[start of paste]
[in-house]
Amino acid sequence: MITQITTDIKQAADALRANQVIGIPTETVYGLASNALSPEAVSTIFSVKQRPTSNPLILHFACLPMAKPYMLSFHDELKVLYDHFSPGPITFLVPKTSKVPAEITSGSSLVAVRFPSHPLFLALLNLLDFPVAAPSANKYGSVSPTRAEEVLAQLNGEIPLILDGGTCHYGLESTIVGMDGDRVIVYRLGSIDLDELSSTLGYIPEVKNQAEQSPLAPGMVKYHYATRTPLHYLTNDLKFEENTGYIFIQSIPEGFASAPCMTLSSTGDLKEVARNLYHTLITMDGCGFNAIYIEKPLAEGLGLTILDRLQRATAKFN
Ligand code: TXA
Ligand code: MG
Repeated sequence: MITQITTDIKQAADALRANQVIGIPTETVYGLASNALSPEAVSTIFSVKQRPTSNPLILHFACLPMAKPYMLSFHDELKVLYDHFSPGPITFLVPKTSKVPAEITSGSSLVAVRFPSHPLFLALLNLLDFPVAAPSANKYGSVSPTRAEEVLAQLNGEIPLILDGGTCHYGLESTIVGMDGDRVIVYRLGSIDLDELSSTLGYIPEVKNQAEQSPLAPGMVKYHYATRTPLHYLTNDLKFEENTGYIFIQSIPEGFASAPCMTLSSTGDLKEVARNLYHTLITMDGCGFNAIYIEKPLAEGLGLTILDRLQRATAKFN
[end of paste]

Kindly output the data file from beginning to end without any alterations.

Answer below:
[in-house]
Amino acid sequence: MITQITTDIKQAADALRANQVIGIPTETVYGLASNALSPEAVSTIFSVKQRPTSNPLILHFACLPMAKPYMLSFHDELKVLYDHFSPGPITFLVPKTSKVPAEITSGSSLVAVRFPSHPLFLALLNLLDFPVAAPSANKYGSVSPTRAEEVLAQLNGEIPLILDGGTCHYGLESTIVGMDGDRVIVYRLGSIDLDELSSTLGYIPEVKNQAEQSPLAPGMVKYHYATRTPLHYLTNDLKFEENTGYIFIQSIPEGFASAPCMTLSSTGDLKEVARNLYHTLITMDGCGFNAIYIEKPLAEGLGLTILDRLQRATAKFN
Ligand code: TXA
Ligand code: MG
Repeated sequence: MITQITTDIKQAADALRANQVIGIPTETVYGLASNALSPEAVSTIFSVKQRPTSNPLILHFACLPMAKPYMLSFHDELKVLYDHFSPGPITFLVPKTSKVPAEITSGSSLVAVRFPSHPLFLALLNLLDFPVAAPSANKYGSVSPTRAEEVLAQLNGEIPLILDGGTCHYGLESTIVGMDGDRVIVYRLGSIDLDELSSTLGYIPEVKNQAEQSPLAPGMVKYHYATRTPLHYLTNDLKFEENTGYIFIQSIPEGFASAPCMTLSSTGDLKEVARNLYHTLITMDGCGFNAIYIEKPLAEGLGLTILDRLQRATAKFN